The objective of this study was to determine best production practices for five different specialty cut flower species at an altitude of 7200 ft. Region-specific information about cut flower production is important because of unique environmental conditions. We grew five specialty cut flower species in two different growing environments: a greenhouse and a high tunnel. Flowers were grown year-round in the greenhouse and during late spring through fall in the high tunnels. We also used pinching as another production method for the potential increase in branching. The goals were to test the effects of species, growing environment, and pinching on the days from sowing to harvest, stem length, number of stems cut per plant, and marketable yield. Experiments were conducted at the University of Wyoming Laramie Research and Extension Center in Laramie, WY, to assess the potential for producing specialty cut flowers for local consumption. The species used in this study included ‘Princess Golden’ pot marigold (Calendula officinalis), ‘Lucinda Mix’ stock (Matthiola incana), ‘Double Mix’ strawflower (Helichrysum bracteatum), ‘Dara’ ornamental carrot (Daucus carota), and ‘Celway Mix’ cockscomb (Celosia argentea). Results showed significant species × environment and season interactions, indicating the importance of species and production practice selections. We successfully sold the cut flowers to the university student farm for community-supported agriculture shares and farm market sales, as well as to a local florist for use in floral arrangements. This study concluded that careful species selection for season and growing environment is essential for the successful integration of these niche cut flowers into current or future greenhouse and high-tunnel production in Wyoming.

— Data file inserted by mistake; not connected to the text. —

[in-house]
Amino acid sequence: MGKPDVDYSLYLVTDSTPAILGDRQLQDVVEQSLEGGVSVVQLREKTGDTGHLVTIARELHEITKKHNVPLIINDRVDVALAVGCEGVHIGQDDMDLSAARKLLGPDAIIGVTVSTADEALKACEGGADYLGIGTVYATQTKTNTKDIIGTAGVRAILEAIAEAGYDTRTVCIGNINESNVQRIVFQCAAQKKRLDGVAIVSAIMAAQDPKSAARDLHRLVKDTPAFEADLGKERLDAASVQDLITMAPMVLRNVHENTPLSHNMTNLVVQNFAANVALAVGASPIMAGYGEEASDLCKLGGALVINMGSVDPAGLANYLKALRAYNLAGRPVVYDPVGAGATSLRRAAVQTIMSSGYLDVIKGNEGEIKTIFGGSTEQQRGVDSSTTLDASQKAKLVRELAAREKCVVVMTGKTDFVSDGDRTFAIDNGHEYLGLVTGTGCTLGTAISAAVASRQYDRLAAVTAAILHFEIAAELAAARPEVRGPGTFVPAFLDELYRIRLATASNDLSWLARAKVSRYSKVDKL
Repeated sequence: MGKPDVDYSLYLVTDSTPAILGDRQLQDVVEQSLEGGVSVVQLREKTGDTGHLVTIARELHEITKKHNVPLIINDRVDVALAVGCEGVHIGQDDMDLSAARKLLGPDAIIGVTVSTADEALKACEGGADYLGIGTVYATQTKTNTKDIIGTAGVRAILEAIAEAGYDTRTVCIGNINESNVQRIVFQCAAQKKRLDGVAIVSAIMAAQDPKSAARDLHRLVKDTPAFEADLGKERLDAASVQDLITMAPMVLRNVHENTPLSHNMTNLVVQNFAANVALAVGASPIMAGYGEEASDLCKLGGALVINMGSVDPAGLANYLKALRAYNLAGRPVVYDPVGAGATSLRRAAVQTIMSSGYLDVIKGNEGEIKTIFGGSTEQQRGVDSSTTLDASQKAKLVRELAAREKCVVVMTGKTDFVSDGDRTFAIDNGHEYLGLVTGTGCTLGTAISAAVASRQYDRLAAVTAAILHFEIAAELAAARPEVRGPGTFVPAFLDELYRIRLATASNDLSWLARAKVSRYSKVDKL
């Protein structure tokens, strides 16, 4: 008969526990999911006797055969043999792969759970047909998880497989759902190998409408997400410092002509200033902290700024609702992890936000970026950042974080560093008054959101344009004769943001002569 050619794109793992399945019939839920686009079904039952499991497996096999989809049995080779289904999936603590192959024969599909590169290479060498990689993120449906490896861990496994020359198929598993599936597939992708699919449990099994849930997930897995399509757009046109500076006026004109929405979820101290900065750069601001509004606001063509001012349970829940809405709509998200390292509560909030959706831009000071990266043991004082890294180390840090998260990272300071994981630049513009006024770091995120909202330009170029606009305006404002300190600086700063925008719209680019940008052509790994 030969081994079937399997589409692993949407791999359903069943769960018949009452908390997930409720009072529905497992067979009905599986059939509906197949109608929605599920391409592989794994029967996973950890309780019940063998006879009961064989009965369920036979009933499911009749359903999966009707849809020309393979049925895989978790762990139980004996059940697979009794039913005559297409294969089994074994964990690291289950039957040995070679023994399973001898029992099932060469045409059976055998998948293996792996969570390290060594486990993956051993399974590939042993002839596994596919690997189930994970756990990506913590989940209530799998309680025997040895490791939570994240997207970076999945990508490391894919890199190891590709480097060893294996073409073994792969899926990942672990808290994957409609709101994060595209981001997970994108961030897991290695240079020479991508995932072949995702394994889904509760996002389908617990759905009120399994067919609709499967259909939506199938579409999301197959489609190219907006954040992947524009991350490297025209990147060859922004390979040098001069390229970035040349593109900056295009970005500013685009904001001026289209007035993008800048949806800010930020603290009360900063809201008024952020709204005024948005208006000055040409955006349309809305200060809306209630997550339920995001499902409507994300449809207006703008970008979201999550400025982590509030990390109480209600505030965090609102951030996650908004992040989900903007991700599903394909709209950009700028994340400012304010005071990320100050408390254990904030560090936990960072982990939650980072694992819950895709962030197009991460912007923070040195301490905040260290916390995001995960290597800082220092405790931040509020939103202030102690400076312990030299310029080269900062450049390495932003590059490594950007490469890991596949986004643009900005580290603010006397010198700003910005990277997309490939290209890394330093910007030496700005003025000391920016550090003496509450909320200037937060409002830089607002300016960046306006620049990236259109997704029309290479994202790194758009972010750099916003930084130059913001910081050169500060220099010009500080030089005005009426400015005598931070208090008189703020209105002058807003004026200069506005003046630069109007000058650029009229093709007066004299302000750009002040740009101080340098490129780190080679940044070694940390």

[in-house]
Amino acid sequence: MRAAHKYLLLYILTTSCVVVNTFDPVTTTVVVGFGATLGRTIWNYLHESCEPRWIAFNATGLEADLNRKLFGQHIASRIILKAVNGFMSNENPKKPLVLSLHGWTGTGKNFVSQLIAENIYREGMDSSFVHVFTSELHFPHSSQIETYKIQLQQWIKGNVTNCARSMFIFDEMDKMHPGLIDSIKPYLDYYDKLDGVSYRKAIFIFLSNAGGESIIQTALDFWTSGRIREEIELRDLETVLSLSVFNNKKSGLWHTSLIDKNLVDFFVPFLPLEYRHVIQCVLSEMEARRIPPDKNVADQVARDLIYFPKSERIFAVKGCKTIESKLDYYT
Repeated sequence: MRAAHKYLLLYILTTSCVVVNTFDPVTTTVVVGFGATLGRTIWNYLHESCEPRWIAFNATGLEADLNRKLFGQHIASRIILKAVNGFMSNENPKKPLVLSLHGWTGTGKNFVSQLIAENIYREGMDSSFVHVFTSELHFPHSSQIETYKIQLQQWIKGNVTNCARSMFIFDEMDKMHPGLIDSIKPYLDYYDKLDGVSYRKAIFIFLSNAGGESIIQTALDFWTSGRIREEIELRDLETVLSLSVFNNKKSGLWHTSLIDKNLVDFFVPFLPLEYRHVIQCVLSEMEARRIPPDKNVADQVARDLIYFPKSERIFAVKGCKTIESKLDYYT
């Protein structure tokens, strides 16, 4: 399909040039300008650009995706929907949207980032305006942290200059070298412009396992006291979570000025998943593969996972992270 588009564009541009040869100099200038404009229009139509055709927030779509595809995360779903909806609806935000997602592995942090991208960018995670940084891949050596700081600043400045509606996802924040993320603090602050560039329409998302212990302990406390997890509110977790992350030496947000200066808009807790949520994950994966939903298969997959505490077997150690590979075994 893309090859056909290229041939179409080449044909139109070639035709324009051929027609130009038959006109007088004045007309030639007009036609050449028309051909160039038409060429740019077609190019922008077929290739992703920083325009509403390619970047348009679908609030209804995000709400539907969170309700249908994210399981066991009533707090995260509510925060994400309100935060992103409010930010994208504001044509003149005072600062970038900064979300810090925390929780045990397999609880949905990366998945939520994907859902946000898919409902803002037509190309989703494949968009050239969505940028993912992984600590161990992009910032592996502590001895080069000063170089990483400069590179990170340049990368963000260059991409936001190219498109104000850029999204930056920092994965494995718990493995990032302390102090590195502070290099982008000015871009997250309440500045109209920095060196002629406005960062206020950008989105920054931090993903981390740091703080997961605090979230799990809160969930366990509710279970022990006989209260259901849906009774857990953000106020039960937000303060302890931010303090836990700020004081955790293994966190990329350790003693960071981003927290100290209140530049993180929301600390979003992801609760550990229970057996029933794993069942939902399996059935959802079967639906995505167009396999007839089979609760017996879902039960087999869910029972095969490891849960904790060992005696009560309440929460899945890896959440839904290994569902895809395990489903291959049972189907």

Samantha R. Nobes, Karen L. Panter, and Randa Jabbour
Rachel Leisso, Bridgid Jarrett, and Zachariah Miller